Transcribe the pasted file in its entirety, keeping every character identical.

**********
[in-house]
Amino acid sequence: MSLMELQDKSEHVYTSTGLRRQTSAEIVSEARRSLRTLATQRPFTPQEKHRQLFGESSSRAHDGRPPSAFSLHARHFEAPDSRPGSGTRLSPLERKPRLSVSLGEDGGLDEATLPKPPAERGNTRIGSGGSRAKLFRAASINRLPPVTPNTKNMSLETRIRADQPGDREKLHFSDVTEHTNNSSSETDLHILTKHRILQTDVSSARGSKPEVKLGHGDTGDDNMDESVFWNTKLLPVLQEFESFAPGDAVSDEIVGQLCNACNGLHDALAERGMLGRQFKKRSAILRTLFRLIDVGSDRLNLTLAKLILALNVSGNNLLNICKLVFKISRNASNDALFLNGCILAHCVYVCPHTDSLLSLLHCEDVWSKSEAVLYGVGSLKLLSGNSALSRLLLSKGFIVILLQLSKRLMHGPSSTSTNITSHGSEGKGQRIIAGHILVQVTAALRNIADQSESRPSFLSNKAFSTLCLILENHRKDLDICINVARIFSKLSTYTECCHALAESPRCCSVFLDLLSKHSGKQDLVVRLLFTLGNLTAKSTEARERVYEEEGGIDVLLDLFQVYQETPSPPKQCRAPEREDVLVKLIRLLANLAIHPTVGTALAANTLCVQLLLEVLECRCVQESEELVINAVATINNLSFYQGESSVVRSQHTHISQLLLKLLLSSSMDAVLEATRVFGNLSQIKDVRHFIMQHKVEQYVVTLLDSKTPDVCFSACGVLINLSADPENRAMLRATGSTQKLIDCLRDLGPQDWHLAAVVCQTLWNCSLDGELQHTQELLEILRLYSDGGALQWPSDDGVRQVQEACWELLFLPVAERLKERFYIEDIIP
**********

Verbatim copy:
[in-house]
Amino acid sequence: MSLMELQDKSEHVYTSTGLRRQTSAEIVSEARRSLRTLATQRPFTPQEKHRQLFGESSSRAHDGRPPSAFSLHARHFEAPDSRPGSGTRLSPLERKPRLSVSLGEDGGLDEATLPKPPAERGNTRIGSGGSRAKLFRAASINRLPPVTPNTKNMSLETRIRADQPGDREKLHFSDVTEHTNNSSSETDLHILTKHRILQTDVSSARGSKPEVKLGHGDTGDDNMDESVFWNTKLLPVLQEFESFAPGDAVSDEIVGQLCNACNGLHDALAERGMLGRQFKKRSAILRTLFRLIDVGSDRLNLTLAKLILALNVSGNNLLNICKLVFKISRNASNDALFLNGCILAHCVYVCPHTDSLLSLLHCEDVWSKSEAVLYGVGSLKLLSGNSALSRLLLSKGFIVILLQLSKRLMHGPSSTSTNITSHGSEGKGQRIIAGHILVQVTAALRNIADQSESRPSFLSNKAFSTLCLILENHRKDLDICINVARIFSKLSTYTECCHALAESPRCCSVFLDLLSKHSGKQDLVVRLLFTLGNLTAKSTEARERVYEEEGGIDVLLDLFQVYQETPSPPKQCRAPEREDVLVKLIRLLANLAIHPTVGTALAANTLCVQLLLEVLECRCVQESEELVINAVATINNLSFYQGESSVVRSQHTHISQLLLKLLLSSSMDAVLEATRVFGNLSQIKDVRHFIMQHKVEQYVVTLLDSKTPDVCFSACGVLINLSADPENRAMLRATGSTQKLIDCLRDLGPQDWHLAAVVCQTLWNCSLDGELQHTQELLEILRLYSDGGALQWPSDDGVRQVQEACWELLFLPVAERLKERFYIEDIIP